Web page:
Version tested GameBoy Advance
We'll probably still be banging on about the merits of Virtua Tennis on the Dreamcast until we're old and grey, but it really is one of the finest games ever made, so you can't blame us. "How can a mere Tennis game, a glorified remake of Pong, be so compelling", you're probably musing. And if we'd never played it, we'd be wondering the same thing. But we have, and our lives have never been quite the same since. How on earth could Sega hope to cram in all that instant playability and bottomless depth into a handheld version?
Happily, this is not one of those loveless ports. Contained within are all the modes that fans of the full game could wish for, including a selection of training mini-games. The game is split up into the traditional Tournament, Exhibition and World Tour modes, with four levels of skill, 12 CPU opponents (six men, six women, with presumably a couple of super-skilful opponents once you've defeated World Tour), three types of surface (Clay, Grass, Hard), and various options to vary the number of games/tie break.
Anyone for Pong?
Tournament and Exhibition are the staple diet of the proceedings, and barely need an explanation. Simply decide whether you want to play singles or doubles, set the number of games (up to six), the difficulty level, select your opponent, the type of court, and off you go. The game is almost ridiculously simple. Just you, a racket, two buttons (A for top spin, B for Lob shot, L and R for calling out doubles commands, and the D-pad for movement) and a mindful of evil shots that you will inflict mercilessly upon your hapless opponent. Well, that's the plan, at any rate, but the CPU opponents are pretty good. Sadly, the licensing of known players hasn't extended to this version, with the exception of the Williams sisters, who are featured on the box art, natch. Each player has its own set of skills, and you're advised of their strengths, such as 'Powerful Strokes', 'Hard Hitter', 'Big Server' and so on, and you'll soon discover which ones are cannon fodder, and which are the tricky ones.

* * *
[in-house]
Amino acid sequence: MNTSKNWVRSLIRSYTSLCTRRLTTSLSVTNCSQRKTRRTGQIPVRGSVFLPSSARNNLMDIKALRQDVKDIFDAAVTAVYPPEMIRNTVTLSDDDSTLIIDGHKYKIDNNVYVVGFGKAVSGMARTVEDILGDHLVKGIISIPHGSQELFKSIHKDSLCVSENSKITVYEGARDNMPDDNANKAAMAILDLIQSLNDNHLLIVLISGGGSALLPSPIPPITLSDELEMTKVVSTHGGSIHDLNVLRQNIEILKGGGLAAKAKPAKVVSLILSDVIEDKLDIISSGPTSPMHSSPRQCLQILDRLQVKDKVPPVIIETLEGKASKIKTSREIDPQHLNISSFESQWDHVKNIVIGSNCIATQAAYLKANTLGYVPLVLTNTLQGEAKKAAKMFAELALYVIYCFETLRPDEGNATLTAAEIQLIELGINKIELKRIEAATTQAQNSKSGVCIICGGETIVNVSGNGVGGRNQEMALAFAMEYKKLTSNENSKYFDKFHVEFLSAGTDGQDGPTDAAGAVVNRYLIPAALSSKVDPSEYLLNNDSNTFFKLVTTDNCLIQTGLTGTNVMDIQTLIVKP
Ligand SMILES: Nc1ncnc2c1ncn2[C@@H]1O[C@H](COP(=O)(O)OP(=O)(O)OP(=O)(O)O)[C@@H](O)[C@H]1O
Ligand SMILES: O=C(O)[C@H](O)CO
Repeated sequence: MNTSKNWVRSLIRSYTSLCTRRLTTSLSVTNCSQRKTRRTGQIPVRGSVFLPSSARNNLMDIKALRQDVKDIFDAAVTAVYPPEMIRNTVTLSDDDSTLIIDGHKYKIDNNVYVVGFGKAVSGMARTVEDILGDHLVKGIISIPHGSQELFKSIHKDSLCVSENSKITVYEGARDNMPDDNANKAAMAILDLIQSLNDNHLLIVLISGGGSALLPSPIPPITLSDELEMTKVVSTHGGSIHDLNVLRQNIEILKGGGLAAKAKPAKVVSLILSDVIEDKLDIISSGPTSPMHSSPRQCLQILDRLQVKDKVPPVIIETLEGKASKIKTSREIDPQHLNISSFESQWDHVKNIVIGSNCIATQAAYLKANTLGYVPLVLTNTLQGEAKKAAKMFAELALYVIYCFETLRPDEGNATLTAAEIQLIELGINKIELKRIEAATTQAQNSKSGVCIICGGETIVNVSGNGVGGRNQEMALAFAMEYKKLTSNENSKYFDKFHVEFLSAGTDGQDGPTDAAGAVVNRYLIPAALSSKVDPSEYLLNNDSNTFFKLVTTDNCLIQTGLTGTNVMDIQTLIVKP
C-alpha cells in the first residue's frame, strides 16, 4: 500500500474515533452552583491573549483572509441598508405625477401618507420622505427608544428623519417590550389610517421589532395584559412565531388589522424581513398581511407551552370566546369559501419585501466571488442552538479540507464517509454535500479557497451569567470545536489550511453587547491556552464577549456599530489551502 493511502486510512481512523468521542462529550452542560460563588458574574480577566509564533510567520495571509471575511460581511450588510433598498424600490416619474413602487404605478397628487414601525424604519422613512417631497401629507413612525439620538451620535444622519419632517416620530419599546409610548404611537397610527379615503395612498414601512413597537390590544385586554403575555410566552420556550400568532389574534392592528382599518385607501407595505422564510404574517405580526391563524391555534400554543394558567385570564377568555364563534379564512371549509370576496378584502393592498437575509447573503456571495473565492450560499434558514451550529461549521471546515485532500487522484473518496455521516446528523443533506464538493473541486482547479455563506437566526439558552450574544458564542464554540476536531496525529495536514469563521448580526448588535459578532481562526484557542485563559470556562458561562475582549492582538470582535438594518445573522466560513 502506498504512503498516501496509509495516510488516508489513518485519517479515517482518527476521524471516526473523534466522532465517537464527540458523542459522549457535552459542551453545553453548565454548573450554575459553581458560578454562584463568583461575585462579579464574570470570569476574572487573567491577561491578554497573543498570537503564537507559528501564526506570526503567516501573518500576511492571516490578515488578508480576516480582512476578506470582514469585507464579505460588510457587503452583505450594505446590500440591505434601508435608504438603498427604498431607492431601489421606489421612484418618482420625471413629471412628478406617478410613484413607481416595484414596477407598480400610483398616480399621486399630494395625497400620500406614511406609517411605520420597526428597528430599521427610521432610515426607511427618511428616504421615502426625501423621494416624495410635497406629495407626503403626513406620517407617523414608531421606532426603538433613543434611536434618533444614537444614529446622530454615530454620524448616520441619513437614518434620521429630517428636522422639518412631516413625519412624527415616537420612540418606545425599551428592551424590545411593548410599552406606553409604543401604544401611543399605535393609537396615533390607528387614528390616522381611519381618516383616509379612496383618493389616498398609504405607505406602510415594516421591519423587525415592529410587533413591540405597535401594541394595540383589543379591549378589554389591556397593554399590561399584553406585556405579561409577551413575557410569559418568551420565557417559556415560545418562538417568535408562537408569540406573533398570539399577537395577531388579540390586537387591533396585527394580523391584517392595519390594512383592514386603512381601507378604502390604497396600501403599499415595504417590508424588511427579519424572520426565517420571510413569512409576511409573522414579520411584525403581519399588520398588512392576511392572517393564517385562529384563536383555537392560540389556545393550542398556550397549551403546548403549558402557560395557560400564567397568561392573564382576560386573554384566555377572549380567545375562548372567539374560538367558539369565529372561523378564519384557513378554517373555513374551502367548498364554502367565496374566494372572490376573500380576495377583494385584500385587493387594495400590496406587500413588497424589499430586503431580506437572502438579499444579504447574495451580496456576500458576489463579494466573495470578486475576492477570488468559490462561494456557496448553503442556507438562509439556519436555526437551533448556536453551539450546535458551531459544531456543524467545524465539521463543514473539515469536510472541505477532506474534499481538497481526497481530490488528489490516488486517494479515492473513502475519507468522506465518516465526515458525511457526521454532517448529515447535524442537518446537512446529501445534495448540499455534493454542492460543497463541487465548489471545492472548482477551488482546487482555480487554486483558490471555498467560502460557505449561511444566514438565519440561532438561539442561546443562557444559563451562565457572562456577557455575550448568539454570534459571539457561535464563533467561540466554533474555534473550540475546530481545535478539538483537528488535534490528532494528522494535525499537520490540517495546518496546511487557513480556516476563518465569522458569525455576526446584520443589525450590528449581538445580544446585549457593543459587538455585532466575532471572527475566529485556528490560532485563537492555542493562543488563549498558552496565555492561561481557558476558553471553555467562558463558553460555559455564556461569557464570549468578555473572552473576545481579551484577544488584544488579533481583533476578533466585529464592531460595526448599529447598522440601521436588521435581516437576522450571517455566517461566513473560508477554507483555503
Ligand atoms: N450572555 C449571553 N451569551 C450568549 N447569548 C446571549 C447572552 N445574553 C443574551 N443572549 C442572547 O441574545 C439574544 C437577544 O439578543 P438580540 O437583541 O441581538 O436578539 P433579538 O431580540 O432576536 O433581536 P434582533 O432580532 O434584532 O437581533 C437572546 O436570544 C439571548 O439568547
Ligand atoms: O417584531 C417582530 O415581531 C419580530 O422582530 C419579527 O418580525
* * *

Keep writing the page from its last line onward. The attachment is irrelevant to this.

For the committed among you, World Tour is where the real one-player action is. Starting as a relative rookie with no skills to speak of, ranked 300th in the world, the ultimate aim is to worm your way up the ladder, as either a man or a woman. The world map tells you of the current singles and doubles tournaments you can enter, and then it's up to you to either plump for those to earn some cash and increase your ranking, or enter the training games. Once you've amassed a booty of cash, you can then go off to the shop and spend your winnings on improving your equipment, which in turn helps boost the stats of your player, and thus your chances of climbing the ladder further.